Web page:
As you might expect, my friends and I had developed a routine by the second week. We all woke up at 7:30 and were at theBaobabCenterby 9 a.m. We made a habit of buying newspapers together after each class (for an ongoing project we had), and then treating ourselves to a bit of ice cream down the street (the parlor was air-conditioned!). We even started to grow accustomed to some of the strange quirks of the country, such as the apparent lack of garbage cans, and the stairs being at all different heights. Unfortunately, home-sickness also settled in, which we happily traded for the physical sicknesses that some of us had suffered for a few days after arrival. By and large, though, things were looking up by week two.
Usually, our schedule consisted of class in the morning, lunch with our respective families, a siesta, and then some group outing in the afternoon. Many of these outings brought us into downtownDakar– the loudest, hottest, most colorful marketplace I’ve ever seen. Most of the vendors there spoke Wolof, French, and English… which meant they could harass us in three languages. Wolof, by the way, is the African dialect most widely spoken inSenegal. Although French is the country’s official language, only a small portion of the population speaks it, and they are largely concentrated in urban areas such asDakar. My group and I picked up a little bit of Wolof here and there – fortunately, a girl from our group named Awa was born inSenegal, and speaks fluently. Whenever there was a language barrier, she was quick to knock it down with her awesome linguistic skills. She’s quite good at French, too!
Shopping inSenegalis very different than here inAmerica. There is no fixed price on the items that street vendors are selling – either you make an offer, or they suggest a price. Since most of my group was easily identifiable as foreigners, the vendors would ask ridiculously high prices in hopes of catching us off-guard. Lily immediately stood out in our group as an excellent haggler, and Awa always got discounts because she spoke Wolof and they knew they couldn’t pull a fast one on her. After a lot of haggling, most of us got our merchandise down to quite reasonable prices before buying. Some vendors would frustratingly follows us through the streets even after we’d left a booth, pestering us to make another offer; others were extremely friendly and helpful. Either way, it was an exciting crash course in French. Forget the “à la marché” unit in your textbook… just spend an afternoon in downtownDakar!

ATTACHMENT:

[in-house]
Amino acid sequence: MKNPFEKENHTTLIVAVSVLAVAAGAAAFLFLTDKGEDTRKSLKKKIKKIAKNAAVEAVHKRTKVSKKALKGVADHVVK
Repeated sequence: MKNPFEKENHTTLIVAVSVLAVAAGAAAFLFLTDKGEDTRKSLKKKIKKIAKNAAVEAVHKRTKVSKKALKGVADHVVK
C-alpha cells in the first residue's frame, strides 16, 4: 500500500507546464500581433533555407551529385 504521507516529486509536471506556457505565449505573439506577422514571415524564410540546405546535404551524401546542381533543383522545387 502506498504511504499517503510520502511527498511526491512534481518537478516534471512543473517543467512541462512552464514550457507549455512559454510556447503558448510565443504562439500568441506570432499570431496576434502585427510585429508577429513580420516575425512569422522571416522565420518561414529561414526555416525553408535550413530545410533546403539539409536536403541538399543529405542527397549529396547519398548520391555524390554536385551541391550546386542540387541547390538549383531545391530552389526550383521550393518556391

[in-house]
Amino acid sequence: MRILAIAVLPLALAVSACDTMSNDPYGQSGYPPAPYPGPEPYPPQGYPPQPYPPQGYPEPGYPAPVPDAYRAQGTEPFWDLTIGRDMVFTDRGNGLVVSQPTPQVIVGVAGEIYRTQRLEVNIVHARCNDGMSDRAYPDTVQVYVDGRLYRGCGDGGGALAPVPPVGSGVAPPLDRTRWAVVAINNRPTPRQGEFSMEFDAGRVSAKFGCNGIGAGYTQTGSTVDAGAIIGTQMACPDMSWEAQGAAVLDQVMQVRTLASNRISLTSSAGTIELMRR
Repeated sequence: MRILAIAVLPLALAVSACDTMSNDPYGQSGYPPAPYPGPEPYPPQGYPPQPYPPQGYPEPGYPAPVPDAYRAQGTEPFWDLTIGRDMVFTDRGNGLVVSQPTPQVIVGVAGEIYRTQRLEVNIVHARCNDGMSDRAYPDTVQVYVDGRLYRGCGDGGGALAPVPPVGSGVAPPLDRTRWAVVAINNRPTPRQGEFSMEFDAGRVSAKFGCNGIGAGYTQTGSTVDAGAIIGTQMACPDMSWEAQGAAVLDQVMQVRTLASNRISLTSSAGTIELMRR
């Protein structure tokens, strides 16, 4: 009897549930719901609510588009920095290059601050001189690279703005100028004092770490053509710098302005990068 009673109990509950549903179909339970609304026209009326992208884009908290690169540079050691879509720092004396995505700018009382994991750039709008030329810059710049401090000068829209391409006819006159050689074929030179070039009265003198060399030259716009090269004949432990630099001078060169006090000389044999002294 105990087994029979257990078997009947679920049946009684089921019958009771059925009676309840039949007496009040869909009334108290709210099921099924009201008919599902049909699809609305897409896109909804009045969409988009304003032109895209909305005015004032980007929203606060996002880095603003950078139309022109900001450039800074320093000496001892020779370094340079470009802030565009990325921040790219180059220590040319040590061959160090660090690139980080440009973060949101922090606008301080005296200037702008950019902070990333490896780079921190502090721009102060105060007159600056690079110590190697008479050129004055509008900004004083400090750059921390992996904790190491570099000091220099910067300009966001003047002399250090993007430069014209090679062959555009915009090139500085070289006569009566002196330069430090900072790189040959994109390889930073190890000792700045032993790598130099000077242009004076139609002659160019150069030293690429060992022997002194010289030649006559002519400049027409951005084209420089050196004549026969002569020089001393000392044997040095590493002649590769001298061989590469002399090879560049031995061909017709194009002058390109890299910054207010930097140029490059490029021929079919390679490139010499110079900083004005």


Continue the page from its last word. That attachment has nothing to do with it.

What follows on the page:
That weekend saw our second excursion: we were to spend two days in Saint-Louis, the touristic capital of Senegal. This waterfront city was once the capital of all of West Africain early colonial times, and it didn’t take much to see why. As soon as our van drove across the iconic seven-arc bridge, a beautiful grid of colorful buildings presented itself to us. Calèches, or horse-drawn carriages, rumbled through the streets past gaggles of vendors selling pants, bracelets, and wood carvings. Our hotel was downright luxurious. Like most Senegalese houses, it had a big, open courtyard. The rooms were spacious, air-conditioned, and well-decorated with a tropical motif. After having lived in very different conditions for our first half of the trip, it was so refreshing to chill out in our little pocket of paradise as we explored the city. It was a blast!
My favorite part of being in Saint-Louisthat weekend though, wasn’t the comfy beds or glorious water-pressure. On our first night there we went on a calèche tour of the city, and along the way we passed through a smaller residential district. Children were playing in the street everywhere, and when they saw us ride by, they stopped what they were doing and shrieked, “Toubabs! Toubabs!” This is the Wolof word for “white person.” It’s not an insult (unless it’s hissed at you, which I admit, happened more than once) – these children were just shocked and excited to witness girls with blond hair and white skin. Some waved to us, some ran to tell their friends, and a few even chased after our carriage. The children were so happy to see us that I couldn’t help being happy, too!
On Monday, it was nose to the grindstone again… but I had survived a low-grade fever, my midterm, and two weeks of living in a foreign country. I was halfway home.